Informant RH grew up in Jesteburg, a village in the area surrounding Hamburg, Germany. He spent parts of his young adulthood living in or near the city of Hamburg.
RH: Es gibt so ein anderes das so ein 'call answer pattern' ist, das is "Hummel Hummel, Mors Mors." SH: Sag das noch mal? RH: Hummel Hummel, also H-U-M-M-E-L, zwei mal, und die Antwort ist dann Mors Mors, M-O-R-S. SH: Ah, okay. Was bedeutet das? RH: Also ich glaube da war früher in Hamburg jemand der, so irgendwie so'n Wasserträger oder so was, oder der so recht, so ein bisschen geistig behindert war, und ich glaub der hieß Hummel. Und den haben die Kinder immer geärgert und haben ihm dann hinterhergerufen 'Hummel Hummel,' und er hat zurück gerufen 'Mors Mors,' denn Mors is das Plattdeutsche Wort für Hintern, für Arsch. SH: Also das war dann am Anfang benutzt als, so nur für den Typ, aber wie war das dann danach benutzt geworden? RH: Ja so als, als, Grüßwort oder als, einfach wenn du jemanden triffst so 'Hummel Hummel,' 'Mors Mors.' SH: Das ist interessant, dass hab ich noch nie eigentlich gehört in Hamburg. RH: Ja das, also ich weiß nicht ob's noch gemacht wird. SH: Ist ein bisschen Altmodisch jetzt oder? RH: Ist ein bisschen Altmodisch, ja.
RH: There's another one that's one of those 'call answer patterns,' which is "Hummel Hummel, Mors Mors." SH: Say that again? RH: Hummel Hummel, so H-U-M-M-E-L, two times, and then the answer is Mors Mors, M-O-R-S. SH: Ah, okay. What does that mean? RH: So I think there used to be someone in Hamburg that was, so, some kind of like, a water carrier or something like that, or who was quite, like somewhat mentally disabled, and I think he was called Hummel. And the kids would always go and bother him and yelled after him 'Hummel Hummel,' and he would yell back 'Mors Mors,' because Mors is the Plattdeutsch word for behind, for ass. SH: So at the beginning that was used for, like just this guy, but how was it used after that? RH: Yeah so as, as greeting phrase or like, simply when you meet someone like 'Hummel Hummel,' 'Mors Mors.' SH: That's interesting, I've never actually heard that in Hamburg. RH: Yeah it's, like I don't know if it's still done. SH: Is it a little bit old fashioned now or? RH: It's a little old fashioned, yes.
‘Hummel Hummel,’ ‘Mors Mors’ exists as a greeting form and as an identificatory symbol of those originating from or living in Hamburg. Before the advent of a running water plumbing system, the profession of water carrier was a pretty normal occupation and part of life in Hamburg The city of Hamburg even has an article on their website explaining the origins of the saying and pointing tourists in the direction of the multiple water carrier statues that still remain in the city. Hummel has taken on a sort of legendary status within the city of Hamburg, which led to the integration of his name (which may not even have been his true name) into popular speech.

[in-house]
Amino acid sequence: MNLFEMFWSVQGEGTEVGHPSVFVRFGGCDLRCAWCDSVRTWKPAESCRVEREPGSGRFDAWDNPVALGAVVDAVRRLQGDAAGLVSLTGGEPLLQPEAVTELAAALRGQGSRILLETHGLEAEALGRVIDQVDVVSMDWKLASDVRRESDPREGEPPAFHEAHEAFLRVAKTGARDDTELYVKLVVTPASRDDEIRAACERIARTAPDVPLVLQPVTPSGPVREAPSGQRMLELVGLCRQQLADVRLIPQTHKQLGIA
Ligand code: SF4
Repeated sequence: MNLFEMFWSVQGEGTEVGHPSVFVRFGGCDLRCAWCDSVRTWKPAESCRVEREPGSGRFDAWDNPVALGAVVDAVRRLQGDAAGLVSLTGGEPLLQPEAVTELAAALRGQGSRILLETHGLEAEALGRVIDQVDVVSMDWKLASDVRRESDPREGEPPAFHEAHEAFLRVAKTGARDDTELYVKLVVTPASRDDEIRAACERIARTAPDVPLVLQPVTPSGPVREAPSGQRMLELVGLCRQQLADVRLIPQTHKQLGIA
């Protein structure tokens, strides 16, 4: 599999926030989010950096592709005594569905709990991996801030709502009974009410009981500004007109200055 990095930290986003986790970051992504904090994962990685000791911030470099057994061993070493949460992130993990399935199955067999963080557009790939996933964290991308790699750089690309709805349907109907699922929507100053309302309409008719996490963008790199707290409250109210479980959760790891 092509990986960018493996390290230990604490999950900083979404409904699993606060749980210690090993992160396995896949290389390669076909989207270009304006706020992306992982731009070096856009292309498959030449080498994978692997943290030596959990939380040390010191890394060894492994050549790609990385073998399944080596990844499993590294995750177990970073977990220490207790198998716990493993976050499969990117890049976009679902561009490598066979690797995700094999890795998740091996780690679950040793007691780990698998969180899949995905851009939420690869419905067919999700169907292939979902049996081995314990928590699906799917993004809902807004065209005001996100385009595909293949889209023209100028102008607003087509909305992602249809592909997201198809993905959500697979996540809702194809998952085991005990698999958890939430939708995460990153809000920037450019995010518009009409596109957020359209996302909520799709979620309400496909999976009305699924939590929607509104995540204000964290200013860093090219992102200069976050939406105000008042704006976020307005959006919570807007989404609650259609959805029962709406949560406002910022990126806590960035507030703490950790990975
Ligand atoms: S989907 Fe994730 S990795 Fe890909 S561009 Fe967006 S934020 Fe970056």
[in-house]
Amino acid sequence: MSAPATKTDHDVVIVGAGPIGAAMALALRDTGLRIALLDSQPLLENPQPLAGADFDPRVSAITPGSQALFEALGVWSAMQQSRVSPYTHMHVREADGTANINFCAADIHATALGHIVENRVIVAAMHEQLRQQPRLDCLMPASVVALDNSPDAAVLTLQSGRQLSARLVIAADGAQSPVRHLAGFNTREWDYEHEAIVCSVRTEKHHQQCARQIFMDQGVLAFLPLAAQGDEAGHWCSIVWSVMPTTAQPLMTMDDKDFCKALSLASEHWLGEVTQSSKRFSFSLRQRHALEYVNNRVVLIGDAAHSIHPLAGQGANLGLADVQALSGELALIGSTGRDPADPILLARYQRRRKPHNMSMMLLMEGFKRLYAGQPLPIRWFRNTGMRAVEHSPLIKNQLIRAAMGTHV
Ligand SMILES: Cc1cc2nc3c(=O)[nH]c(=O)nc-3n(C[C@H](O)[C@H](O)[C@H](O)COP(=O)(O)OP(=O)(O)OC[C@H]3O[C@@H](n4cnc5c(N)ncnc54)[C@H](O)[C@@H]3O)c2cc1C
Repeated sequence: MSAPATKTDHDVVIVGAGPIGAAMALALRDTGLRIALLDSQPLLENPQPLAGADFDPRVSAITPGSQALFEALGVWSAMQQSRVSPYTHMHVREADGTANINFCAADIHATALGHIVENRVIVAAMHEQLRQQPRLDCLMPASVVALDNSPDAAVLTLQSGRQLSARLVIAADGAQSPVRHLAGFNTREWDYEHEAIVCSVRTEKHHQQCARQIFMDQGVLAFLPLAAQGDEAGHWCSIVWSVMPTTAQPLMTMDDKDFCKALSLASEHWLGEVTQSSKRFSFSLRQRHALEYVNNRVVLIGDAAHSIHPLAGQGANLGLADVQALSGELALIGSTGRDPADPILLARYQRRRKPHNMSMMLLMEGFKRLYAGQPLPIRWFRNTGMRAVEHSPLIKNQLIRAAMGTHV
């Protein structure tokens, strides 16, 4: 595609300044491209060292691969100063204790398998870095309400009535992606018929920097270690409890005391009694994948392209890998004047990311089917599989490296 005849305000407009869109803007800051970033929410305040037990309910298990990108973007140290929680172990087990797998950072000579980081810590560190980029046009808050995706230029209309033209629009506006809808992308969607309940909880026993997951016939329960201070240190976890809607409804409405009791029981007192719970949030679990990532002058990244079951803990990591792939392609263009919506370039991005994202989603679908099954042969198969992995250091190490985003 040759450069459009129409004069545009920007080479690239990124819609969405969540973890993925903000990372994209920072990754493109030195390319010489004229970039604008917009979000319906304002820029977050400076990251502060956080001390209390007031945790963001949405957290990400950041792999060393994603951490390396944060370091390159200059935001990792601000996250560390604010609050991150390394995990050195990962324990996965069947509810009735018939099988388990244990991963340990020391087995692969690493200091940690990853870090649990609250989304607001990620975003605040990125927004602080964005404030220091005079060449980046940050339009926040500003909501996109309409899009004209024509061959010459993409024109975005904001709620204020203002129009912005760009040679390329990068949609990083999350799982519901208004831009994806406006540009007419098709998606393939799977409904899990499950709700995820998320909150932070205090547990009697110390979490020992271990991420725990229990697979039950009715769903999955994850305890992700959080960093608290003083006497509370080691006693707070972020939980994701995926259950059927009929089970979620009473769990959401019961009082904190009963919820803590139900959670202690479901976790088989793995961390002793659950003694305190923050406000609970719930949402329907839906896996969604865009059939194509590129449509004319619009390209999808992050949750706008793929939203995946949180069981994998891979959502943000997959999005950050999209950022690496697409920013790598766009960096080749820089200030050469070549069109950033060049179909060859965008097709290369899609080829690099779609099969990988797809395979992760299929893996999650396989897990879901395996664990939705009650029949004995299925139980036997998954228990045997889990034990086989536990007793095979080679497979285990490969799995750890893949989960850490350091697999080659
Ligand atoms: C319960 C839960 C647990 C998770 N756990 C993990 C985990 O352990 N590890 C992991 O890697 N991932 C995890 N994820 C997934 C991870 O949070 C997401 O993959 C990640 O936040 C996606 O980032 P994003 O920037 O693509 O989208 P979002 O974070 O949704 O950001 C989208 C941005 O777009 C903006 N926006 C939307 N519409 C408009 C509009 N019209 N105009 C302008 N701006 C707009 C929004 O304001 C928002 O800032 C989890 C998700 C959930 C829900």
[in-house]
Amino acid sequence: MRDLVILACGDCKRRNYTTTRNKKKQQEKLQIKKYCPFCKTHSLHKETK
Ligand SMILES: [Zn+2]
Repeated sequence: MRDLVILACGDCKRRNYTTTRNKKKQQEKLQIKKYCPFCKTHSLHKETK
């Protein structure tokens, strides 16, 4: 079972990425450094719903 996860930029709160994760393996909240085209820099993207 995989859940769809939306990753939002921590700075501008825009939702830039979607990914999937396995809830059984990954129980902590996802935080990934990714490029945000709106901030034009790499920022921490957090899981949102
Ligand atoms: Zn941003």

One thing to point out here is the integration of a Plattdeutsch phrase that turned into the ‘Mors Mors’ portion of the greeting pattern. Plattdeutsch is a German dialect that is common to northern Germany, but has long been not taught in schools in favor of the standard ‘Hochdeutsch’ or High German. The dialect is associated with poorer, rural populations, and has a class connotation. The ‘Mors Mors’ is likely a shortening of a longer Plattdeutsch phrase, though I do not conclusively know what the full phrase is since I’ve found multiple versions and neither I nor RH speak Plattdeutsch.
The phrase recalls a part of Hamburg’s history, of the water carriers and of the Plattdeutsch dialect, that unites the people using it as a specifically northern German group. The dialect was the predominant language in northern Germany and was pushed out largely by the uniting of Germany and standardization of the German language under the Grimm Brothers’ dictionary which centered southern German ‘High German.’ The dialect survives mostly in rural communities (one set of my grandparents speaks Plattdeutsch, but did not pass it on to their children), but is largely not institutionally accepted. Preserving a part of the dialect in folk speech is a way for northern Germany to retain some of its linguistic identity in spite of attempted institutional erasure.
For more information on ‘Hummel Hummel,’ ‘Mors Mors,’ refer to the article “Wasserträger Statue,” by Hamburg.com (accessible at https://www.hamburg.com/sights/memorials/11747510/wassertraeger/).